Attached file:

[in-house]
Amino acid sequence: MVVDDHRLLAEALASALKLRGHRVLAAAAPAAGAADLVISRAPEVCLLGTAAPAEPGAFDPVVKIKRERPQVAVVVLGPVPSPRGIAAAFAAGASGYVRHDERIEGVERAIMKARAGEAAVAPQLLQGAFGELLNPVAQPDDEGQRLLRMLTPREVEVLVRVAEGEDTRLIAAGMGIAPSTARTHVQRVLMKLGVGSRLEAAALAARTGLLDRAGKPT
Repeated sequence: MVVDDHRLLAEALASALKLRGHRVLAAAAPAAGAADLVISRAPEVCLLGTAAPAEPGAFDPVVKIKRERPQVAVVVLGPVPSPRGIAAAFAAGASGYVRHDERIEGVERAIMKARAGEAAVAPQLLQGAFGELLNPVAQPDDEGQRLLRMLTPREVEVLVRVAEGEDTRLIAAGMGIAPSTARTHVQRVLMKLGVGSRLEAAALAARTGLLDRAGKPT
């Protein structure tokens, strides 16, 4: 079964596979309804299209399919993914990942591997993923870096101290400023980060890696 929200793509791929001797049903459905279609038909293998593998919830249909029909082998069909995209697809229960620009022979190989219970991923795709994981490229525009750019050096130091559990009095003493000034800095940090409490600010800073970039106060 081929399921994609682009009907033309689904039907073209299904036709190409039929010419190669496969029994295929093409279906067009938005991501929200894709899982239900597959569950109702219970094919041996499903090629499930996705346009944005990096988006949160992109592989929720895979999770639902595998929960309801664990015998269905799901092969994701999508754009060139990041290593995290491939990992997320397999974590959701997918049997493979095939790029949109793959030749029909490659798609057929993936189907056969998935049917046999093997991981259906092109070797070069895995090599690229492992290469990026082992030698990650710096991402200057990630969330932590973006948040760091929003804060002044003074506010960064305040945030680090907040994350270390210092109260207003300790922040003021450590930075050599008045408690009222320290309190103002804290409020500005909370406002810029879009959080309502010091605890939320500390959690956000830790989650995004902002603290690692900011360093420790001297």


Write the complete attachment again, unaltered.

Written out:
[in-house]
Amino acid sequence: MVVDDHRLLAEALASALKLRGHRVLAAAAPAAGAADLVISRAPEVCLLGTAAPAEPGAFDPVVKIKRERPQVAVVVLGPVPSPRGIAAAFAAGASGYVRHDERIEGVERAIMKARAGEAAVAPQLLQGAFGELLNPVAQPDDEGQRLLRMLTPREVEVLVRVAEGEDTRLIAAGMGIAPSTARTHVQRVLMKLGVGSRLEAAALAARTGLLDRAGKPT
Repeated sequence: MVVDDHRLLAEALASALKLRGHRVLAAAAPAAGAADLVISRAPEVCLLGTAAPAEPGAFDPVVKIKRERPQVAVVVLGPVPSPRGIAAAFAAGASGYVRHDERIEGVERAIMKARAGEAAVAPQLLQGAFGELLNPVAQPDDEGQRLLRMLTPREVEVLVRVAEGEDTRLIAAGMGIAPSTARTHVQRVLMKLGVGSRLEAAALAARTGLLDRAGKPT
């Protein structure tokens, strides 16, 4: 079964596979309804299209399919993914990942591997993923870096101290400023980060890696 929200793509791929001797049903459905279609038909293998593998919830249909029909082998069909995209697809229960620009022979190989219970991923795709994981490229525009750019050096130091559990009095003493000034800095940090409490600010800073970039106060 081929399921994609682009009907033309689904039907073209299904036709190409039929010419190669496969029994295929093409279906067009938005991501929200894709899982239900597959569950109702219970094919041996499903090629499930996705346009944005990096988006949160992109592989929720895979999770639902595998929960309801664990015998269905799901092969994701999508754009060139990041290593995290491939990992997320397999974590959701997918049997493979095939790029949109793959030749029909490659798609057929993936189907056969998935049917046999093997991981259906092109070797070069895995090599690229492992290469990026082992030698990650710096991402200057990630969330932590973006948040760091929003804060002044003074506010960064305040945030680090907040994350270390210092109260207003300790922040003021450590930075050599008045408690009222320290309190103002804290409020500005909370406002810029879009959080309502010091605890939320500390959690956000830790989650995004902002603290690692900011360093420790001297």